2018 Yamaha MT09 5k Mile Review

In a world where a large majority of young riders choose to ride super-sport motorcycles for their looks and outright performance, Yamaha managed to break the mold. Seemingly countless motorcycle journalists have praised the MT09. Some even choose to call it the “Hooligan machine,” thanks to its nature. The point I’m trying to make is that MT09 is quite an attractive motorcycle for young riders, myself included. After five years of being without a motorcycle (I will explain how that happened later) I decided to buy a brand new 2018 MT09 (MT09 technically). In three months I racked up over 5k miles. Here are my thoughts so far.

Let me start this off by saying I am not a motorcycle expert by any means. I’m a car-guy who also happens to like motorcycles. I’m not an expert club racer, and this is only my second motorcycle. This doesn’t mean my opinions are worthless, but they’re from a “regular” guy perspective.

Too Much for a Beginner

I wouldn’t consider myself a beginner, but I wouldn’t consider myself an advanced rider. My first motorcycle was a Ninja 250, and after the engine of that exploded on the highway, I sold it and stayed without a bike for over five years. When it came time to buy a new bike I knew I didn’t want to get a small bike again, so I chose the MT09. The thing is, relearning how to ride on this particular bike was probably not the best idea. If you’re a beginner out there thinking about getting an MT09 for their first bike, don’t. Coming out of corners the MT09 likes to slide or wheelie and sometimes it will do both. It has WAY too much torque for a beginner, but that’s what makes it so darn fun. Sorry newbies.

The Riding Position

For a lot of us, myself included, the aggressive position of a super-sport is uninviting. An upright bike the MT09 has 98% of the performance of a super-sport (not an exact number, obviously), but without the cramped up and bent over riding position. Plus, with my bad back, I didn’t want to be hunched over like that for long periods of time. You get the point I’m trying to make: the MT09 is very upright and very comfortable.

The MT09 is as upright as a dirt bike, and the bars are very wide. This means low-speed maneuvering around town is super easy and fun, unlike super-sports where it can seem like a chore. This also means you can ride the MT09 all-day long without your back and wrists aching by the end. Unfortunately, this super upright riding position in combination with no wind protection makes highway riding somewhat annoying. Luckily you’re not forced to be super upright, so when you hit the highway, you need to tense up your core and lean forward a bit.

If you want a more bent over riding position, there are a few aftermarket bars to choose from which are flatter than the stock handlebars. You can also go all the way to clip-on handlebars for a super-sport like riding position, but those aftermarket clip-on bars barely clear the tank (some even contact the gas tank before full lock). The MT09 is designed to have a comfortable, yet slightly aggressive riding position and I think Yamaha nailed it.

The Engine

The thing that makes the MT09 so unique and special in the three-cylinder engine that powers it. The first “big” bike I ever rode was a Triumph Speed Triple with a few minor mods done to it. Riding that bike and experiencing a three-cylinder engine left a massive impression on me, and ever since I’ve wanted more of that three-cylinder goodness. The 847cc three-cylinder that powers the MT09 makes 115 horsepower at 10,000 RPM and 65 lb-ft at 8,500 RPM. If you’re familiar with bikes, you know that puts it near 600cc super-sports as far as top end power.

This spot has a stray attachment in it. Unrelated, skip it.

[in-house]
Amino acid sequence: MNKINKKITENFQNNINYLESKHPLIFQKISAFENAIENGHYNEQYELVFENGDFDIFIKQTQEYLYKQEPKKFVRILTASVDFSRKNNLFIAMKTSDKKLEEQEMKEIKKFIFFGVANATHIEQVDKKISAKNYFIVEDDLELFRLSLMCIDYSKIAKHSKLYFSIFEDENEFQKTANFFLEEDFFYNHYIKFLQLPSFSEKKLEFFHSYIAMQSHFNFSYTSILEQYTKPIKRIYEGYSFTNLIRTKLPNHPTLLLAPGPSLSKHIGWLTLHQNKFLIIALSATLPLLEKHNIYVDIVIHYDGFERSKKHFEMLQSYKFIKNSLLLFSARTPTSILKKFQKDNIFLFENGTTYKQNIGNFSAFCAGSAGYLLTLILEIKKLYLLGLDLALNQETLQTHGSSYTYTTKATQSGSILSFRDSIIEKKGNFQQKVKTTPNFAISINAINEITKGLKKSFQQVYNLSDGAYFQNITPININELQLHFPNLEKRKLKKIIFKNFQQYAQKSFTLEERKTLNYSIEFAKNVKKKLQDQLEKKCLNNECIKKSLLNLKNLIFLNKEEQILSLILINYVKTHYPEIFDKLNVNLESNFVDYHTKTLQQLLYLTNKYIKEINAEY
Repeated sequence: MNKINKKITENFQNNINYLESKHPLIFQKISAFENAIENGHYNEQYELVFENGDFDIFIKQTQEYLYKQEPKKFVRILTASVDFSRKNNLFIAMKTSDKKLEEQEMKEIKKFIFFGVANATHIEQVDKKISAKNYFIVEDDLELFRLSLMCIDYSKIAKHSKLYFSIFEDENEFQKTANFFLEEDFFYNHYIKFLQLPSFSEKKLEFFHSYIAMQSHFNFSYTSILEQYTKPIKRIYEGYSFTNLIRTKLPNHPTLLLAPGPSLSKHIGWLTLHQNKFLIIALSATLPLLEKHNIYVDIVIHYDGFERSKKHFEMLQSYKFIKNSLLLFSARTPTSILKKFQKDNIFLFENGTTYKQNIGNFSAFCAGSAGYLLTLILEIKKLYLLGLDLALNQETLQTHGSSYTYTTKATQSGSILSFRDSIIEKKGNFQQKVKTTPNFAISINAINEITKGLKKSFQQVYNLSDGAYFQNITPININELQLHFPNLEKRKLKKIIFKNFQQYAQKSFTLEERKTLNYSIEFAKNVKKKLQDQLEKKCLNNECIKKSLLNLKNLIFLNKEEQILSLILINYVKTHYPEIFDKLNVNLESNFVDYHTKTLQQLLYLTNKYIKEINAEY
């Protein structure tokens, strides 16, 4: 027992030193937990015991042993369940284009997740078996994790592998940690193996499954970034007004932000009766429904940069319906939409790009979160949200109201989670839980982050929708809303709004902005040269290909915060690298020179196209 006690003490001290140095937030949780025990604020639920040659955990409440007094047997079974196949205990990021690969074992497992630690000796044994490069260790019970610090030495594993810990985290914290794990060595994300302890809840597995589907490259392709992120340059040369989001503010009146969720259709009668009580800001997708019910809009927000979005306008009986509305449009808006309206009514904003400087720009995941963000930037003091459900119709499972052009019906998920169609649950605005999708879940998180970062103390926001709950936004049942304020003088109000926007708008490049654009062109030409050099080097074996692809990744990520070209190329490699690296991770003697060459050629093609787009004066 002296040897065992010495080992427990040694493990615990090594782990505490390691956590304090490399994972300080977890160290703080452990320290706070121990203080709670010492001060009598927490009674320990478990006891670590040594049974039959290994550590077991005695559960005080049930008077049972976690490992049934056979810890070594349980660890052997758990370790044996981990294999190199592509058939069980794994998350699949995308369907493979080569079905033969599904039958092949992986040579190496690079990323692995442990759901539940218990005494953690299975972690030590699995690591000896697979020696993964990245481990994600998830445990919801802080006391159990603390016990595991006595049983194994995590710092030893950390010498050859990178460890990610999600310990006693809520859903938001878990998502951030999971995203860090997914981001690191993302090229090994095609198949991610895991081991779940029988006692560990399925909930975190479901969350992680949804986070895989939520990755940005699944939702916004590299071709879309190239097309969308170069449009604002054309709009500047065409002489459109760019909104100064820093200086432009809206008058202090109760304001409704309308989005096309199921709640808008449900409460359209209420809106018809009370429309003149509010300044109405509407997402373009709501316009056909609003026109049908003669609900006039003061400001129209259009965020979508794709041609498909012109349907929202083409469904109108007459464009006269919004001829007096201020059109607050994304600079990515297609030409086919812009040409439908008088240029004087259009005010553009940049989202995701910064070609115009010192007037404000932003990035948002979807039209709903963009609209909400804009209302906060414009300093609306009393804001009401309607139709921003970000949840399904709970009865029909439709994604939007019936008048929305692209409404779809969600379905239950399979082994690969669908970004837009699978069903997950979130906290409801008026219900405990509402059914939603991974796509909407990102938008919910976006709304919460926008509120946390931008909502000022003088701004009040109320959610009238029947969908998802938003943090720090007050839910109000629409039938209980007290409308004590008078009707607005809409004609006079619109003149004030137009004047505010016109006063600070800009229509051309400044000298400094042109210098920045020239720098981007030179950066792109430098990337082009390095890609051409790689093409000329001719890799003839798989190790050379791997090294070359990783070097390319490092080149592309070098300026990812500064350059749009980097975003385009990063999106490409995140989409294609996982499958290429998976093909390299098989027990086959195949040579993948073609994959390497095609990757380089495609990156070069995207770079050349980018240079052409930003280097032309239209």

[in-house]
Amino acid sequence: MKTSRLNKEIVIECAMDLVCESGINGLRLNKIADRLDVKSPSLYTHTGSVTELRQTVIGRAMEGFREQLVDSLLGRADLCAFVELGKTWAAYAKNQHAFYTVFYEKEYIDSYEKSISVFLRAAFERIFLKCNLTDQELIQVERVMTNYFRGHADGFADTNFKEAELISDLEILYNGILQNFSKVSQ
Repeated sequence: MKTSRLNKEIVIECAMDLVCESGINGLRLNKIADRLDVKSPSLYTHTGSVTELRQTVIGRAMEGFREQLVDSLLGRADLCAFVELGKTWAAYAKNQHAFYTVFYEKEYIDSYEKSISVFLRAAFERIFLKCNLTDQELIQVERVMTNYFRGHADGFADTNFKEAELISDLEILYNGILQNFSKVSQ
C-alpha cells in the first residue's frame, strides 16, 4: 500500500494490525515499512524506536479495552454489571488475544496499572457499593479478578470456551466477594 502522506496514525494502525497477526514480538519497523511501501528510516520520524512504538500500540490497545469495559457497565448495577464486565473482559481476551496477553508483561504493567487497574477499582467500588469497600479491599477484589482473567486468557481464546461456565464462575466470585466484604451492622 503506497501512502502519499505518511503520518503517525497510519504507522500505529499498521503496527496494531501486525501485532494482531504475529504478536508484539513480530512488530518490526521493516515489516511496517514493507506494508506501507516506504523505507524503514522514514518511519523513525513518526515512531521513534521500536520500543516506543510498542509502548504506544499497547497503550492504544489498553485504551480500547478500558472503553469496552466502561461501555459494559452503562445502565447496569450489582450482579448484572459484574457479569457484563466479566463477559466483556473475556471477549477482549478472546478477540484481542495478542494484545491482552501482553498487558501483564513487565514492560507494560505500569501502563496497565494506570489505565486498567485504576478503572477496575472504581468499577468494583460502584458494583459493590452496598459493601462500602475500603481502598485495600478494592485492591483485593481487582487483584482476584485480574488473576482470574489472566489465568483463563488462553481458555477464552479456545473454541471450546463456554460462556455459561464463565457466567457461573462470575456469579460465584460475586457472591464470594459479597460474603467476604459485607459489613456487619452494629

What makes the three-cylinder design so lovable is the torque curve. Although a modern 600cc might make a touch more top end horsepower than the MT09, it only makes that power at the tippy-top of its rev range. This means at low to mid RPM, where the bike spends the majority of its time, there isn’t much power. Three-cylinders are different because their torque curve is much flatter. This means most three-cylinder bikes (especially the MT09) have gobs of low and mid-range power which makes riding around town stupid fun.

On top of the amazing power curve, three-cylinder engines are also very smooth and have a unique sound to them. It’s a little hard to explain why a three-cylinder is awesome without a bike present. I recommend everyone to experience a three-cylinder bike. You might think that low-end torque is not worth the slight decrease in peak power, but trust me, you’ll love it. The engine of the MT09 is truly something special.

Final Thoughts

I could go on to talk about the chassis and the suspension, but it would just be me saying I like it other than the rear suspension being a touch squishy which can be fixed by adding preload. Overall I think the MT09 is a fantastic bike for an intermediate or expert rider. The torque makes it hilarious fun in the city, and the riding position allows me to ride for hours on end. For me and many other riders, it’s the perfect bike. I look forward to racking up some serious mile on it and hopefully some fun mods in the near future!

About Bryce Cleveland 267 Articles
Bryce founded Dust Runners Automotive Journal in 2014 as a way to write about the cars he found interesting. When he's not writing for Dust Runners he's writing for Power Automedia as a freelancer. He currently drives a 2015 Fiesta ST and absolutely loves it.

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